It's not a guitar solo, but that said, nothing will help you to understand the Dorian mode as well as Miles Davis's solo to "So What" off of Kind Of Blue. It's basically a primer on "What is the Dorian mode and how you can use it in a solo."
Maybe later, I'll post the tab for the first several bars.
Update: Here are the first eight bars of the solo as I play it, somewhat oversimplified (I've taken out much of the inflection).
$e 10 | $D 12 | $D 12 $B 10 $G 12 $B 10 | $D 12 12 | $D 12 $G 10 $B 10 $G 12 $B 10 | $D 12 $G 10 $B 10 $G 12 $B 10 | $B 13 12 13 12 10 | $G 10 $B 10 $G 12 $B 10 $D 12 12 |
(Btw: is there a way to post standard notation in addition to or instead of tab? I can't figure out how to notate the time values of the notes, and besides, the tab is sort of irrelevant to the discussion below; it's the actual pitches that are important.)
Right, so what's going on here? First of all, keep in mind that a Dorian scale is almost exactly like a minor scale, the only difference being that a Dorian has a major sixth instead of a minor sixth.
So Miles starts of with an emphatic statement of the key: high D to low D, which he lets sit there for an entire bar, playing no other notes to distract the ear from the D-ness of the beginning. Then he plays D-A-G-A-D-D; in other words roots, fourths, and fifths in the key of D. Can't get much more basic than that: he's saying "I'm playing in D, got it?".
Next phrase: mix in an F to get the third in there, so that we know it's D-Minor and not D-Major. So far, so good. We're five bars into this solo and he's played only roots, thirds, fourths, and fifths. Can you imagine playing this solo over a bebop tune? No ninths or thirteenths? No altered chord tones or tones from outside the scale? Not even a seventh, for crying out loud! For five whole bars, he's done nothing but play a D-Minor triad.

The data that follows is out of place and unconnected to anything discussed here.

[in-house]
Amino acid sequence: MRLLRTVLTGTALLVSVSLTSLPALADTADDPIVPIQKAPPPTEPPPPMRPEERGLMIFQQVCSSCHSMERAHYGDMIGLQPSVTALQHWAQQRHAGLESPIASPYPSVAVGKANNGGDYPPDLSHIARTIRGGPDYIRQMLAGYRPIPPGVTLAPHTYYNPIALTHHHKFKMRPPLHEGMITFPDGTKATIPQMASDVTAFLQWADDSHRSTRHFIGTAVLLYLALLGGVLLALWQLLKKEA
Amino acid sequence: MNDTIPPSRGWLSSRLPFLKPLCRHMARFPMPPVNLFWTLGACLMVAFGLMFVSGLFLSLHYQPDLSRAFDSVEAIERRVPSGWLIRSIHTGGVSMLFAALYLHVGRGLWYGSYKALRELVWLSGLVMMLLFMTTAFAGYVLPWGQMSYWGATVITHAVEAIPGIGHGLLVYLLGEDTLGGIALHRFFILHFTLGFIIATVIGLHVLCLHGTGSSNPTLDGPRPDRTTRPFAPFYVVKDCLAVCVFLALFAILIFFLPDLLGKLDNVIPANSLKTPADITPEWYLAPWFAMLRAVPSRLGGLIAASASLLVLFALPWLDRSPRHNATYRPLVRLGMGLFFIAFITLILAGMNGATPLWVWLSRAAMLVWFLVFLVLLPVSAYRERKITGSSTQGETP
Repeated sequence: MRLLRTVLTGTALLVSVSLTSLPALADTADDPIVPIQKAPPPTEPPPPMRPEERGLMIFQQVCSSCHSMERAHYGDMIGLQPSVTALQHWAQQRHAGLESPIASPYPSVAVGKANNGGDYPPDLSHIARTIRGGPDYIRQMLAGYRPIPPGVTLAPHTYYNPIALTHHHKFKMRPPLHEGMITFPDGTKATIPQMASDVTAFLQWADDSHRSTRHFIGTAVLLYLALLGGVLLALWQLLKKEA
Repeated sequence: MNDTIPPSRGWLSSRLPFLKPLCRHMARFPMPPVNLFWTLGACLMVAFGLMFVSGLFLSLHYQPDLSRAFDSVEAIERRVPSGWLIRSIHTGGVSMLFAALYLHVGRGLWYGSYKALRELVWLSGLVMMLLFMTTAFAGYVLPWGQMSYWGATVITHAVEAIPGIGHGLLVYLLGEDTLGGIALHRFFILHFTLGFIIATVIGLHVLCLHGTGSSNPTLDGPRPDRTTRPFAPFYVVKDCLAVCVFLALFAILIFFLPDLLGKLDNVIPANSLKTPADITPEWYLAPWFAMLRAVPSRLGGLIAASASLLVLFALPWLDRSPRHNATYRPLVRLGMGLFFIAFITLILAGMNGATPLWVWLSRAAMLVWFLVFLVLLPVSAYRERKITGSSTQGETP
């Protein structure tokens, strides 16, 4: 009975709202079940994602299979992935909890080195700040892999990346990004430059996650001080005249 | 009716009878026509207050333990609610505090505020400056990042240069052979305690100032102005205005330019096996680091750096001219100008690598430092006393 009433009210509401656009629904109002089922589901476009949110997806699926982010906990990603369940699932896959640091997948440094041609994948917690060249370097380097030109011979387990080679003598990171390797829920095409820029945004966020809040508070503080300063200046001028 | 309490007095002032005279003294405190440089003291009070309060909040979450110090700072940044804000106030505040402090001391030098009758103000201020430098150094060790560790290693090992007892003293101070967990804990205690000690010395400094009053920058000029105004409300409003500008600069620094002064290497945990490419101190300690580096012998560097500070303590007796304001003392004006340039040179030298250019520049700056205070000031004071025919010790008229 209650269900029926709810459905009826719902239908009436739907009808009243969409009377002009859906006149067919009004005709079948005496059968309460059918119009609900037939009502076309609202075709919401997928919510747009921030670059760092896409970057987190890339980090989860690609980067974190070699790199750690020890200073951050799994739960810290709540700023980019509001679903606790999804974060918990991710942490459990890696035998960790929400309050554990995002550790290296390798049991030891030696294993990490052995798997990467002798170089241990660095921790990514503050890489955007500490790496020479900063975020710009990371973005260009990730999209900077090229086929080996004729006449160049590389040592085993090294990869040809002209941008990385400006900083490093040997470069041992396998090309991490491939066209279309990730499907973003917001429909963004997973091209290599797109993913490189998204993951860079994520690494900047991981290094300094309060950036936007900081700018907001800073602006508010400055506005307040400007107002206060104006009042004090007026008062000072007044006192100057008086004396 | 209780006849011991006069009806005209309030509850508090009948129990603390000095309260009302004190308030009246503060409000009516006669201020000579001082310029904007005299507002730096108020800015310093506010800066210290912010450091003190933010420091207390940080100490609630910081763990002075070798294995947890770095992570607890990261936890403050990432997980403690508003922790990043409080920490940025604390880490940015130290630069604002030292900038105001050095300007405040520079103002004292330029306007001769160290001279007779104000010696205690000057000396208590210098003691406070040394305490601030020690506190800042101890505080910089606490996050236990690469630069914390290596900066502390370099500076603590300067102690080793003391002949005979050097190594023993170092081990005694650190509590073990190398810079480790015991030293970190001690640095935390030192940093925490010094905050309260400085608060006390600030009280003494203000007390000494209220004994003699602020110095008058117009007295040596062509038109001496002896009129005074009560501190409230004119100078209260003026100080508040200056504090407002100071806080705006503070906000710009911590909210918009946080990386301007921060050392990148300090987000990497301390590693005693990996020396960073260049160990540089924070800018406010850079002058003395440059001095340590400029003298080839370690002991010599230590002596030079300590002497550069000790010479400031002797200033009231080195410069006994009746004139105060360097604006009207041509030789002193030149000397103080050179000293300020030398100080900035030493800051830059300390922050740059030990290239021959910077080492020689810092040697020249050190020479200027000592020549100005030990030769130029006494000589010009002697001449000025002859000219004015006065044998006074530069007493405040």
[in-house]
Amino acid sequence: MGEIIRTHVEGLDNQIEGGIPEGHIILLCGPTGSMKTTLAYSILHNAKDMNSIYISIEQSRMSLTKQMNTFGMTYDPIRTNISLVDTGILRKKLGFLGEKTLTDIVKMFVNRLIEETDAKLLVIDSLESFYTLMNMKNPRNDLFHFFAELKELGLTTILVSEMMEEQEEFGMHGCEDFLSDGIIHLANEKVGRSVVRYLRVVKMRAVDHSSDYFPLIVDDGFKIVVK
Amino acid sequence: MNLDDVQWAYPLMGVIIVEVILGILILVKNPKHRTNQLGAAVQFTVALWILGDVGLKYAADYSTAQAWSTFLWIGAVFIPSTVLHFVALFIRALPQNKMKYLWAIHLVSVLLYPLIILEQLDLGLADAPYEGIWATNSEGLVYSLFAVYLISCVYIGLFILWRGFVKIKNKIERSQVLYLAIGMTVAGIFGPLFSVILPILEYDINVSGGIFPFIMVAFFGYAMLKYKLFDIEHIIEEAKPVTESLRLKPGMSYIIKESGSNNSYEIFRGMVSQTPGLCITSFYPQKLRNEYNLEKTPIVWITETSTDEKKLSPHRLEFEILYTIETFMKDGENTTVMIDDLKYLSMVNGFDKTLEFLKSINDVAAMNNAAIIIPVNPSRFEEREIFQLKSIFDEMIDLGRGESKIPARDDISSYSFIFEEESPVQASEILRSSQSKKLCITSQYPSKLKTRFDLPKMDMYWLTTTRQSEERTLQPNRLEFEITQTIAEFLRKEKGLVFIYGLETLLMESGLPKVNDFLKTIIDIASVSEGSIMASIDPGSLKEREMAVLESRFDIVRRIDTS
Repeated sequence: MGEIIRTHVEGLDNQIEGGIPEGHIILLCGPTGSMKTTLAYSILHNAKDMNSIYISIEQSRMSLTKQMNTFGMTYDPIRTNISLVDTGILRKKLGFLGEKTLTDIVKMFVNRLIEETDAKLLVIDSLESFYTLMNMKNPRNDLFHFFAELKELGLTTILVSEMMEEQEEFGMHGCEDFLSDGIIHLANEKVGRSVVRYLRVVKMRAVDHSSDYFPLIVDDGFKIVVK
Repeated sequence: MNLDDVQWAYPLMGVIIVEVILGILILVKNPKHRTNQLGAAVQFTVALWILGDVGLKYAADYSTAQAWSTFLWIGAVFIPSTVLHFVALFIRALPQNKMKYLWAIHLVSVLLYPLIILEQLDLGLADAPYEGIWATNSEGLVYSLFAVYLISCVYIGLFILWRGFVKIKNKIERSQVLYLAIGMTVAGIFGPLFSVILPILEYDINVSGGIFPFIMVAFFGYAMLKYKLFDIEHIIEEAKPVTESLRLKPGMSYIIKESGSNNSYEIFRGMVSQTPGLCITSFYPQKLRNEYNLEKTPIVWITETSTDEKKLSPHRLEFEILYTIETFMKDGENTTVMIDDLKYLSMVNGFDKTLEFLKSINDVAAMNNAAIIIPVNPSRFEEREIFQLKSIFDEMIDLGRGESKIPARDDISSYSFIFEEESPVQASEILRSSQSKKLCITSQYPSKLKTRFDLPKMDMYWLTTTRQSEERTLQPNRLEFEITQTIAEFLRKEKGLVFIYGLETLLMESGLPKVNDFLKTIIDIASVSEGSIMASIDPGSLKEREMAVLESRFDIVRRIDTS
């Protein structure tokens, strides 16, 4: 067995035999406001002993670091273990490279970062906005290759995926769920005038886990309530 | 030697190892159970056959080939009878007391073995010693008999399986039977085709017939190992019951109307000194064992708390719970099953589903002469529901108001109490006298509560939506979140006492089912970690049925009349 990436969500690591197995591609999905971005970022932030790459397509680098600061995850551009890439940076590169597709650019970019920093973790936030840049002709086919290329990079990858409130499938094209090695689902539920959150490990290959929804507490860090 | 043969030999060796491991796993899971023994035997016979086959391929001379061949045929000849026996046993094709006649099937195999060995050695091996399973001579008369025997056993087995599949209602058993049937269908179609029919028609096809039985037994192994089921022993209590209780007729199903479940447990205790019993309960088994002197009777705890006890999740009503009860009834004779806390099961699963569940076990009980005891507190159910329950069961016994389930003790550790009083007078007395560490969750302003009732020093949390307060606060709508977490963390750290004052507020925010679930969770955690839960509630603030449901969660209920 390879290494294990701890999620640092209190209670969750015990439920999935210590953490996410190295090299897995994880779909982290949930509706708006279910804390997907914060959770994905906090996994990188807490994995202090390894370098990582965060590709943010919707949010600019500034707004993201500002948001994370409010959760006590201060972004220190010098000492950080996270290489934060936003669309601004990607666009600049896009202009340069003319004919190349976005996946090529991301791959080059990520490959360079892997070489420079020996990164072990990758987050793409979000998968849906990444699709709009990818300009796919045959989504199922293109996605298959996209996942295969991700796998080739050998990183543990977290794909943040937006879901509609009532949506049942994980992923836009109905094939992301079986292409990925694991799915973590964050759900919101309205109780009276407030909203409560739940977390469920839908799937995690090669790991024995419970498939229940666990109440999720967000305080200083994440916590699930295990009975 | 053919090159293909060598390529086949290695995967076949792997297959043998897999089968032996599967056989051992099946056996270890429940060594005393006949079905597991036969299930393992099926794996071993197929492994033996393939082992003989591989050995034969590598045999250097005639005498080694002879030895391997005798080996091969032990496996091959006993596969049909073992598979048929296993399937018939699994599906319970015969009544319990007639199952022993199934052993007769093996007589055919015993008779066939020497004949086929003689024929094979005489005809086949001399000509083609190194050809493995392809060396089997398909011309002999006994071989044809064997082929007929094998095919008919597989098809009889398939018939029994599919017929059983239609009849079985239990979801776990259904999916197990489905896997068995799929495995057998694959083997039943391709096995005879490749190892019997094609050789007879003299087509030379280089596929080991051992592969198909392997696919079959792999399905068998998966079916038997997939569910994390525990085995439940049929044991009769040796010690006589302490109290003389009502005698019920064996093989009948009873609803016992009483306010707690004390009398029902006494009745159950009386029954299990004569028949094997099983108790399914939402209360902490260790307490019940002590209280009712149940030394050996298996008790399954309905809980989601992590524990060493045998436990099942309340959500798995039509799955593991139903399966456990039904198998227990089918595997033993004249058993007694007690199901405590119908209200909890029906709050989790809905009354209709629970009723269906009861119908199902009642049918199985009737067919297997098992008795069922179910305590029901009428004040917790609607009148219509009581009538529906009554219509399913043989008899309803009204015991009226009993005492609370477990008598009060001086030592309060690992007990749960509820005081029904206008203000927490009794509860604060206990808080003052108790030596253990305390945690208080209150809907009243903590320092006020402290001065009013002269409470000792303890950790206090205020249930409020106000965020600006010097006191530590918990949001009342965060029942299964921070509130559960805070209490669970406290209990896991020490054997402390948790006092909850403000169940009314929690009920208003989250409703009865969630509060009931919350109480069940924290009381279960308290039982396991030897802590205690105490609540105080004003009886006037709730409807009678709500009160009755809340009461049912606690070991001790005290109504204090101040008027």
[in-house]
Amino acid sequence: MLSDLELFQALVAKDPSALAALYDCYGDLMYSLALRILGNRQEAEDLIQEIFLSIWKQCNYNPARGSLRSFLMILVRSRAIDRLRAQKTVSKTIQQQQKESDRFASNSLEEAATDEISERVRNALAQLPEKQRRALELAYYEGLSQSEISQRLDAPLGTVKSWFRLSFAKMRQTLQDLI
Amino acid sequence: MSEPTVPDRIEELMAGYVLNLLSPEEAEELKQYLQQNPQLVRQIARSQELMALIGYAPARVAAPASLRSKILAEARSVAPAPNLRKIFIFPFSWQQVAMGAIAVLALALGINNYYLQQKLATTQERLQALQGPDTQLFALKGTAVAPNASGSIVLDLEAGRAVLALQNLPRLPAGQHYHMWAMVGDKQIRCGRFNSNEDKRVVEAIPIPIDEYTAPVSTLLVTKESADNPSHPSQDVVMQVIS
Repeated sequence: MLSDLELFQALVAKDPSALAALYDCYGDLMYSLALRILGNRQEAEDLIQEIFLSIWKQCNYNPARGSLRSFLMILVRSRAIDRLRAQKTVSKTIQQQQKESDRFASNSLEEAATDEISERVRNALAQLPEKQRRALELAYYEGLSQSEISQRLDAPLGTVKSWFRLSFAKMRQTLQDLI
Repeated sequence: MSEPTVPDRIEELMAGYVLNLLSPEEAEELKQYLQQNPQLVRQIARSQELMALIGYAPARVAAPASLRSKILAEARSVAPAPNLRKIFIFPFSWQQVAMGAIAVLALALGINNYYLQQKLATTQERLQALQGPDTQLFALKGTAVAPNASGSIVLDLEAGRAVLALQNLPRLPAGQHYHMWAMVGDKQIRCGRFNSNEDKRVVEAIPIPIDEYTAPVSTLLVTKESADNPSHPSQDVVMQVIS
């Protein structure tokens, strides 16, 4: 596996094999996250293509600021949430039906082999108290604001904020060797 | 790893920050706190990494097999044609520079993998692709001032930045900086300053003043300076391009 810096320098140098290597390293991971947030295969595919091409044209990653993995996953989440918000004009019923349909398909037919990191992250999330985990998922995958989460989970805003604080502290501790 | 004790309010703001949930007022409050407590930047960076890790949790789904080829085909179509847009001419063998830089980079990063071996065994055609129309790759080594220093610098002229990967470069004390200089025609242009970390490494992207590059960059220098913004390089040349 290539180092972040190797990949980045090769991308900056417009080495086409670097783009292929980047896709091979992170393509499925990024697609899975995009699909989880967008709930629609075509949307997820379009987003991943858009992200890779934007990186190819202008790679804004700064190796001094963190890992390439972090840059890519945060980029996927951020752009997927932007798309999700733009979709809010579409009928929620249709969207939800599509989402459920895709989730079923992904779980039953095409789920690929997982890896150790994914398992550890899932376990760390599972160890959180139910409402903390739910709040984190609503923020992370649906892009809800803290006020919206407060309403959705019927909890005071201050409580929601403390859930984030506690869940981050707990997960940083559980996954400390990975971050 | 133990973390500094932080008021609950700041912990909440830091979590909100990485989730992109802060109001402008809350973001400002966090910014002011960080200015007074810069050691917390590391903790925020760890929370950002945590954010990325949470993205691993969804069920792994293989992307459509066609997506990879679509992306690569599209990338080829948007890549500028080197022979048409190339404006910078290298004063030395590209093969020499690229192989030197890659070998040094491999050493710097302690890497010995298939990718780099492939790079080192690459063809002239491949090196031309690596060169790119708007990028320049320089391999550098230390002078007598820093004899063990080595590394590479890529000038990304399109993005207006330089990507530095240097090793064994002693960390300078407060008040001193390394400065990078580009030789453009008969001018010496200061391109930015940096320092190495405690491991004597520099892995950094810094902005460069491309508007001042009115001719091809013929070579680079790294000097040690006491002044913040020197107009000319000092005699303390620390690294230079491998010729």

So ok, fine, so far Miles is saying, "Just in case you didn't already figure it out, I'm playing in D-Minor. That's D-MINOR, okay? Just making sure you all got it."
And then what? C-B-C-B-A. That's right: the seventh and the major sixth. It's not D-Minor after all: it's D-Dorian. And right after dropping that bomb, he plays F-A-G-A-D-D, echoing the A-G-A-D-D from bars 3-4, just to make sure we put it in context of the entire eight-bar phrase.
It's amazing stuff, even more so when placed in its historical context. Remember, this was the first modal jazz song. No one played like this or knew how to play like this: bebop songs changed chords every two beats---that's two chord changes per bar, and soloists used those changes like a scaffolding on which to hang their solos---and here comes Miles writing a song that stays on the same chord for sixteen bars in a row. It's as if Miles, in playing this solo, was saying, "Look, I've invented this totally new song structure, and you're not going to understand what to do with it unless I show you how, so let me start from first principles." Pure brilliance.